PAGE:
Progress in the scale and quality of energy programming for humanitarian response cuts across a range of thematic areas. The GPA is used as a platform to connect individuals and organisations around delivering collective activities. The GPA Coordination Unit and Steering Group members support the delivery of the recommendations in the GPA Framework document through advancing collective work in the following thematic working areas.

Vision

All stakeholders engaged in planning and implementing sustainable energy solutions in situations of displacement coordinate smoothly within and across sectors, so that activities are not duplicated, resources are not wasted, lessons learned are shared, and best practices are institutionalised.

Within this, it is envisioned that all stakeholders engaged in planning and implementing humanitarian energy interventions as well as early recovery coordination, especially for displaced people and host communities:

  • Are aware of, and engaged in, project coordination mechanisms that aim to reduce duplication and increase collaboration;
  • Know where to share and access critical data, including needs assessments and information about previous and concurrent energy interventions in the affected area;
  • Make use of this information as part of due diligence to improve future programmes; and
  • Can ameliorate or overcome potential barriers to full participation, including language, geographic distance, and data connectivity.

The GPA-led coordination mechanisms:

Other existing coordination mechanisms:

Vision

The vision for this working area is to “unlock wide ranging policy and governance change, which will make it easier to meet the energy needs of displaced people”. In particular, this will mean the following:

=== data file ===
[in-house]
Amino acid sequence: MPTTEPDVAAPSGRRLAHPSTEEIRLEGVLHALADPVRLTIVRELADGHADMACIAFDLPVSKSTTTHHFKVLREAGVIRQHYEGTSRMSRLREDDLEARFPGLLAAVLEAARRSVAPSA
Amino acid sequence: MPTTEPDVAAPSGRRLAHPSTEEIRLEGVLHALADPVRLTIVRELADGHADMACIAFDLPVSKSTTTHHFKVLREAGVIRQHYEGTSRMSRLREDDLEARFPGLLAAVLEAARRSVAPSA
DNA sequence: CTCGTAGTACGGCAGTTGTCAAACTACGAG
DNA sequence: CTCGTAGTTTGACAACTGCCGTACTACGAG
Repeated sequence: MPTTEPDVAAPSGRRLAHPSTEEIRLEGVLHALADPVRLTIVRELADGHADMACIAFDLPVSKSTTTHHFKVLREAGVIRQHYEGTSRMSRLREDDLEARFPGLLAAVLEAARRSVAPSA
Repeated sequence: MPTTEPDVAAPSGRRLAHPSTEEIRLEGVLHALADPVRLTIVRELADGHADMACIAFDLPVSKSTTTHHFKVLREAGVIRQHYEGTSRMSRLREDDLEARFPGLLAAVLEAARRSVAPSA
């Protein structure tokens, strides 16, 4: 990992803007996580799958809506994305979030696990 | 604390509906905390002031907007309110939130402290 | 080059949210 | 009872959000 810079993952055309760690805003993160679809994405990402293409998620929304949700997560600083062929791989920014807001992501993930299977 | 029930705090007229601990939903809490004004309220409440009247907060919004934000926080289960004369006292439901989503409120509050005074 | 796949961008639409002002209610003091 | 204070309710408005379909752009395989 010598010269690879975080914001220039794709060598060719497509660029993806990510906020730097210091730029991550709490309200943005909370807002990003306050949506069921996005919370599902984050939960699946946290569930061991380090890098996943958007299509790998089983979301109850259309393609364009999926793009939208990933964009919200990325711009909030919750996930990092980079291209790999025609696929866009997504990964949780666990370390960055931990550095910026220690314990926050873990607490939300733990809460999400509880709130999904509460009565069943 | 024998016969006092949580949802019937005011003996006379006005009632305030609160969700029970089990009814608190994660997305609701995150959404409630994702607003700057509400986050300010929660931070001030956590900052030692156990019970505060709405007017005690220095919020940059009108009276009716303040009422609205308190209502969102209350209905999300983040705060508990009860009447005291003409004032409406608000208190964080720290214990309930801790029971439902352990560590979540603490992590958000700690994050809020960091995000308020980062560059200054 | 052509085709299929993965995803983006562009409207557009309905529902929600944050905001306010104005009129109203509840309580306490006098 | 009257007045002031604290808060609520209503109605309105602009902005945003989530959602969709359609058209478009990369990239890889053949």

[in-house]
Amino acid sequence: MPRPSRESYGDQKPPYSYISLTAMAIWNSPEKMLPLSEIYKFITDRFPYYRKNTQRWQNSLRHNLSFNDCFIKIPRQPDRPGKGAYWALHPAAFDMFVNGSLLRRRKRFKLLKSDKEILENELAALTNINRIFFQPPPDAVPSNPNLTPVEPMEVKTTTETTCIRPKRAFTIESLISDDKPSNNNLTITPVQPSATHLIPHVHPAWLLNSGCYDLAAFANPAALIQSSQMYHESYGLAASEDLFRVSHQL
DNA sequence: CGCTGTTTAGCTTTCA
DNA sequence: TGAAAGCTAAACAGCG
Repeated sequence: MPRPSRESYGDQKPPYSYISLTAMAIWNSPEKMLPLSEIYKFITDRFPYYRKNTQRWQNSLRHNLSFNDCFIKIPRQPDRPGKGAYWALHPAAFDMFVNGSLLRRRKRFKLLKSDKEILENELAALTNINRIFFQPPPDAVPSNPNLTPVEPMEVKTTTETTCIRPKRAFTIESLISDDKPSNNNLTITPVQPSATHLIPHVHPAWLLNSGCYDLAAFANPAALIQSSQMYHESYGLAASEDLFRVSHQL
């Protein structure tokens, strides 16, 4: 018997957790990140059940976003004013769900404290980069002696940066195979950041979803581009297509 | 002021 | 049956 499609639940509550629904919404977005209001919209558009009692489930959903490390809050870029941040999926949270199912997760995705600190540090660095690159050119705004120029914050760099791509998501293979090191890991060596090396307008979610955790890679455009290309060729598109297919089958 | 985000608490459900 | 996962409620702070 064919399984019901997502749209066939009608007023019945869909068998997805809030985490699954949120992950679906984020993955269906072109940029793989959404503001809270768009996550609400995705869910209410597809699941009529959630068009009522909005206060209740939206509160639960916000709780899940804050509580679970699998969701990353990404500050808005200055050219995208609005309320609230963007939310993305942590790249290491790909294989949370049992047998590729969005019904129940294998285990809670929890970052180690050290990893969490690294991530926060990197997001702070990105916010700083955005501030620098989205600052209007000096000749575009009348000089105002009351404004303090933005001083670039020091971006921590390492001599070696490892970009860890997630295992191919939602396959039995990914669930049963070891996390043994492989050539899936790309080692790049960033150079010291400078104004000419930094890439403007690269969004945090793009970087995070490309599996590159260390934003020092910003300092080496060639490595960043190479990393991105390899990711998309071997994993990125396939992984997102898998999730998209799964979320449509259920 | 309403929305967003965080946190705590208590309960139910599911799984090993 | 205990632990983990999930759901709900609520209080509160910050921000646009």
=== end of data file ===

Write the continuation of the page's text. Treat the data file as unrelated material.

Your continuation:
• At the international level, States and other stakeholders agree to a global policy framework that encapsulates a clear vision. This commitment fosters systematic change, allows innovative financing, and enables all stakeholders to measure progress towards energy goals for displaced people in terms of the 2030 Agenda for Sustainable Development.
  • At the national level, the energy needs of displaced people are incorporated into development, energy and climate change action plans as well as national level preparedness and contingency planning.
  • At the community level, local policies enable the investment in financially sustainable clean energy services for the benefit of displaced populations and host communities.
  • At the sectoral level, energy-service considerations and priorities are integrated into programming. Donors and humanitarian actors are actively making provision for sustainable energy solutions, safer and cleaner fuels that contribute to local sustainable development objectives.

GPA’s work within this workstream:

Vision

Financing mechanisms that can be tailored to the needs of different projects that improve energy access and management within displacement settings are designed, tested, and scaled up. These cover a range of energy needs, including:

  • Consumptive use (such as household cooking and lighting)
  • Productive use (such as power for small businesses and machinery)